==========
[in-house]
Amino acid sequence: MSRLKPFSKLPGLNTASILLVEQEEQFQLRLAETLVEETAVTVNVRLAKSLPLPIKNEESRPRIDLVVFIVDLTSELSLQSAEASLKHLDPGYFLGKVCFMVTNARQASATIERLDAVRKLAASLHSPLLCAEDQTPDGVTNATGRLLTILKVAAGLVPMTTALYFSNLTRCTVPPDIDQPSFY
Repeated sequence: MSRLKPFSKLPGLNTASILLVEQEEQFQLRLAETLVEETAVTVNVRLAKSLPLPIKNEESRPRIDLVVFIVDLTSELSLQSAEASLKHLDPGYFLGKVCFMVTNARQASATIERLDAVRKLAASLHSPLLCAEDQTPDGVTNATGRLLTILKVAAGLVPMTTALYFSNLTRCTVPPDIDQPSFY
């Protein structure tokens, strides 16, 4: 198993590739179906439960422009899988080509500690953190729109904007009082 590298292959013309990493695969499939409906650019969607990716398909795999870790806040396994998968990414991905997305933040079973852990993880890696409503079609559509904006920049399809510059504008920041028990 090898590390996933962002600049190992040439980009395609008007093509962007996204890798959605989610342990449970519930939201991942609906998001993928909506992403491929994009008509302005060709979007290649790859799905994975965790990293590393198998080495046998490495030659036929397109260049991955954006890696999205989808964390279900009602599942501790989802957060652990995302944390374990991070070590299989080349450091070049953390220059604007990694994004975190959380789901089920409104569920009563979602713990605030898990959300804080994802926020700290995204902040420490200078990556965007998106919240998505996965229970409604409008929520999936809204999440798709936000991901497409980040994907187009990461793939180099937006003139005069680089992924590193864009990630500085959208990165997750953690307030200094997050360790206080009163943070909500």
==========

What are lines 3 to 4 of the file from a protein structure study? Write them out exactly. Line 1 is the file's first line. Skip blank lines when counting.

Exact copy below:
Repeated sequence: MSRLKPFSKLPGLNTASILLVEQEEQFQLRLAETLVEETAVTVNVRLAKSLPLPIKNEESRPRIDLVVFIVDLTSELSLQSAEASLKHLDPGYFLGKVCFMVTNARQASATIERLDAVRKLAASLHSPLLCAEDQTPDGVTNATGRLLTILKVAAGLVPMTTALYFSNLTRCTVPPDIDQPSFY
């Protein structure tokens, strides 16, 4: 198993590739179906439960422009899988080509500690953190729109904007009082 590298292959013309990493695969499939409906650019969607990716398909795999870790806040396994998968990414991905997305933040079973852990993880890696409503079609559509904006920049399809510059504008920041028990 090898590390996933962002600049190992040439980009395609008007093509962007996204890798959605989610342990449970519930939201991942609906998001993928909506992403491929994009008509302005060709979007290649790859799905994975965790990293590393198998080495046998490495030659036929397109260049991955954006890696999205989808964390279900009602599942501790989802957060652990995302944390374990991070070590299989080349450091070049953390220059604007990694994004975190959380789901089920409104569920009563979602713990605030898990959300804080994802926020700290995204902040420490200078990556965007998106919240998505996965229970409604409008929520999936809204999440798709936000991901497409980040994907187009990461793939180099937006003139005069680089992924590193864009990630500085959208990165997750953690307030200094997050360790206080009163943070909500």